(1991/2006) Michel Houellebecq, Weidenfeld & Nicolson, £10.00, pbk, 245pp, ISBN 0-29785138-1
Lovecraft wrote most of his best-known work between 1917 and 1934 and died of intestinal cancer in 1937 in the USA. He belongs among writers such as Clark Ashton-Smith, Robert E Howard, Frank Belknap Long, William Hope Hodgson and the like, and is associated very much with Weird Tales. However, where most of the other writers have gained a great deal of mainstream acceptance, Lovecraft divides his readers along dramatic lines. Some people hate his work. They just do not get it and will attack his prose, his racism, his misanthopy, pretty much anything. Others, and in the interests of fairness I should mention that this includes me, think that Lovecraft is a genius. I like to think I am in good company since HPL fans include Stephen King (who supplies an introduction to this book), Clive Barker, Neil Gaiman, Brian Lumley, Alan Moore, Ramsey Campbell, Robert Bloch, Richard Corben, TED Klein, Graham Joyce... I could go on (and on), but you get the point. Most film adaptations of his work owe little to the source material and, furthermore, tend to stress the horror aspects of his work. However, I would contend that Lovecraft was actually writing science fiction, his monsters were aliens, and the fact that humans suffered greatly at their hands (or tentacles) is because they considered us barely sentient (if at all).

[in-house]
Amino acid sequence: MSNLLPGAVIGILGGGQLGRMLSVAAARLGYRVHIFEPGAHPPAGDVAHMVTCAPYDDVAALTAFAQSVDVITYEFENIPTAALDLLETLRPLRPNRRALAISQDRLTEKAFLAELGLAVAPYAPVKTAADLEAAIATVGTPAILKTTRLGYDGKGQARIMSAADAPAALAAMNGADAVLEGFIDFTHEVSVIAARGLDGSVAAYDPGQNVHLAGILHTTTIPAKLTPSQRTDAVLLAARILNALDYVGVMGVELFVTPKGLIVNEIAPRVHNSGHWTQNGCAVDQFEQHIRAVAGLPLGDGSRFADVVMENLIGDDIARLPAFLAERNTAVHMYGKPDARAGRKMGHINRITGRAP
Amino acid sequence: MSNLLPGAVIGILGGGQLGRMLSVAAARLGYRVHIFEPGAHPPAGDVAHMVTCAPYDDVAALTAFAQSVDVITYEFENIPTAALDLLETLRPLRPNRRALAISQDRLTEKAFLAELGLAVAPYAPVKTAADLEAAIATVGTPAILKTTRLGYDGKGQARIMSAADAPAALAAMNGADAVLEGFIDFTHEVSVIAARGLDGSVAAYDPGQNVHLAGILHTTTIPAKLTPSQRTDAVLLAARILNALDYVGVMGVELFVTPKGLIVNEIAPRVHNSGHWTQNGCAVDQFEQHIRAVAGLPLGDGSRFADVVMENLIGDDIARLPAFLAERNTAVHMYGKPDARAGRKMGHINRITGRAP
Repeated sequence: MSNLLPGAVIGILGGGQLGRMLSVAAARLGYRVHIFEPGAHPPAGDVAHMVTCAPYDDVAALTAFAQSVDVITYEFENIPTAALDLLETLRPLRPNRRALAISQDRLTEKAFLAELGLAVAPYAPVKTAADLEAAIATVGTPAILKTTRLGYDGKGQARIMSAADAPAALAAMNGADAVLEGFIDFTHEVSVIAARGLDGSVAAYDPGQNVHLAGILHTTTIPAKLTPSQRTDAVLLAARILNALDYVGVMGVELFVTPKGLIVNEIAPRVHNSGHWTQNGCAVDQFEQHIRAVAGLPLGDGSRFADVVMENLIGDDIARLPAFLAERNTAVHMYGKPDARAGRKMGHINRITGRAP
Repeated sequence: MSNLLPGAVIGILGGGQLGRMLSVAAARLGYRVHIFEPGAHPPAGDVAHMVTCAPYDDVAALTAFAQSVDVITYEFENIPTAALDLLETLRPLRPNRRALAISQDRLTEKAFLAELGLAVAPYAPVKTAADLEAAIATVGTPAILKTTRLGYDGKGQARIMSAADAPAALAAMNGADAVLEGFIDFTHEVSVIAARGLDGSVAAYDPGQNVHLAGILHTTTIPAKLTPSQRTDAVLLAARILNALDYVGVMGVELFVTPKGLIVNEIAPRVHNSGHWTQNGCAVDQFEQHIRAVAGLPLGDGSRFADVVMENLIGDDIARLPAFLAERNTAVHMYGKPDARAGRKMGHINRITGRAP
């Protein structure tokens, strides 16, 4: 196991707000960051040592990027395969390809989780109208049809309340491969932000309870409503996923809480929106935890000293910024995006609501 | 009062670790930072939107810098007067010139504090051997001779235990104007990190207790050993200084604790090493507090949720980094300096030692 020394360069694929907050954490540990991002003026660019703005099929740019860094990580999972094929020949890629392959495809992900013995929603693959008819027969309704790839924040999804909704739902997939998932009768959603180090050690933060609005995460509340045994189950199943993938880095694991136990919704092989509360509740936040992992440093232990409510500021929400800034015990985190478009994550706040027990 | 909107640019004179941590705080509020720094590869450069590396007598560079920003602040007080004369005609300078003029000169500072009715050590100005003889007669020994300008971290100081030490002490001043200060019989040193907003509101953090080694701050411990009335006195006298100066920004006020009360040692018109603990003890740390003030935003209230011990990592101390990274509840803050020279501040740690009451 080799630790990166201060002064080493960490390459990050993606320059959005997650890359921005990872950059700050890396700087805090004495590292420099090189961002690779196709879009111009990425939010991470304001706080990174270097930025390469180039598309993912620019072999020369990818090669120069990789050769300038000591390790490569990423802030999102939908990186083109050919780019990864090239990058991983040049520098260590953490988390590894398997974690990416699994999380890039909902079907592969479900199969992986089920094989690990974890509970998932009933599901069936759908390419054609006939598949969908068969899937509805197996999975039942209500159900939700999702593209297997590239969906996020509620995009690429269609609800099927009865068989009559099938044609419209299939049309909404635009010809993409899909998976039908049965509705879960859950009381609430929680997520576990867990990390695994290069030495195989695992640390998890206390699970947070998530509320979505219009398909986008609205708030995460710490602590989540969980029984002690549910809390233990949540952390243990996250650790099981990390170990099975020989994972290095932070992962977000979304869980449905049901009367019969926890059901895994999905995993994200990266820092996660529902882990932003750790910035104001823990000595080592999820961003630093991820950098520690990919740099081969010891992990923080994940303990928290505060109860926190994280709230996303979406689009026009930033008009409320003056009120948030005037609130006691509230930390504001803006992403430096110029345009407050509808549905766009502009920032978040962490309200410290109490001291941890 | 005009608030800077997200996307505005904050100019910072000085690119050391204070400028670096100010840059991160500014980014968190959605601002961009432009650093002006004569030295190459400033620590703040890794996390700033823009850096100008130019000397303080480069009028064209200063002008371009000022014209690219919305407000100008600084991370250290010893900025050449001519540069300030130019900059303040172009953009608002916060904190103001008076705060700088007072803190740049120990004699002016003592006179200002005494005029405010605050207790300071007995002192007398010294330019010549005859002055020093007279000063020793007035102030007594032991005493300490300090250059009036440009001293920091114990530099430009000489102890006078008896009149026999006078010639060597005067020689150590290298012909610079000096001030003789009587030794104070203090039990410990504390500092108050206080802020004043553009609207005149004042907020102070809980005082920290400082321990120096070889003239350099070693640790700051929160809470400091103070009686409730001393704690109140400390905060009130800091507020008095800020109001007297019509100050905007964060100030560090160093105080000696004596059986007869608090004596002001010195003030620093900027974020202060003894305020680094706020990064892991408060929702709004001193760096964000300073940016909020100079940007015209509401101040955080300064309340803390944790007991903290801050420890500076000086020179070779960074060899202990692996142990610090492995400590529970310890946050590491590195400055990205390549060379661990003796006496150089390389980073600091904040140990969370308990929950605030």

Be all that as it may, this book (really just an essay) is written from the perspective of the uber-fan Houellebecq. Originally published in French in 1991, it was first published in English in 2005 and now appears in this edition, with King's introduction and two of HPL's stories, The Call of Cthulhu (1926) and The Whisperer in Darkness (1931). The essay is pretty much a love letter to Lovecraft, and suffers thereby since the reader has no reason to care why Houellebecq feels this way. If the inclusion of the two stories is supposed to overcome this limitation, then I would have to say that they are a curious choice (but, then, HPL fans could argue about that all day). I'm not even sure that the essay gives us any greater insight into HPL than, say, his published letters and other biographical material. All of which sounds pretty negative, and I really don't mean it to. The fact is that there are many younger, or simply newer, readers out there who may well know little (if anything) about Lovecraft or his work and since, as I've mentioned, I am a fan of that work, then I'm always happy to see him and it promoted in any way whatsoever. The price of the book is a bit off-putting, but still worth it purely because it does present the alternative point of view to those who find it easy to dismiss HPL (as if prose was not somehow more purple decades ago, as if racist attitudes were not discernable amongst the whole swathe of literature decades ago, and as if misanthropy were not a valid exploration for literature). Personally, if I were interested in turning anyone on to HPL, then I would just direct them to the work itself with, maybe, a caveat about remembering when it was written, but (for the unfamiliar) maybe this book would prove enticing and, as such, I am happy to recommend it.
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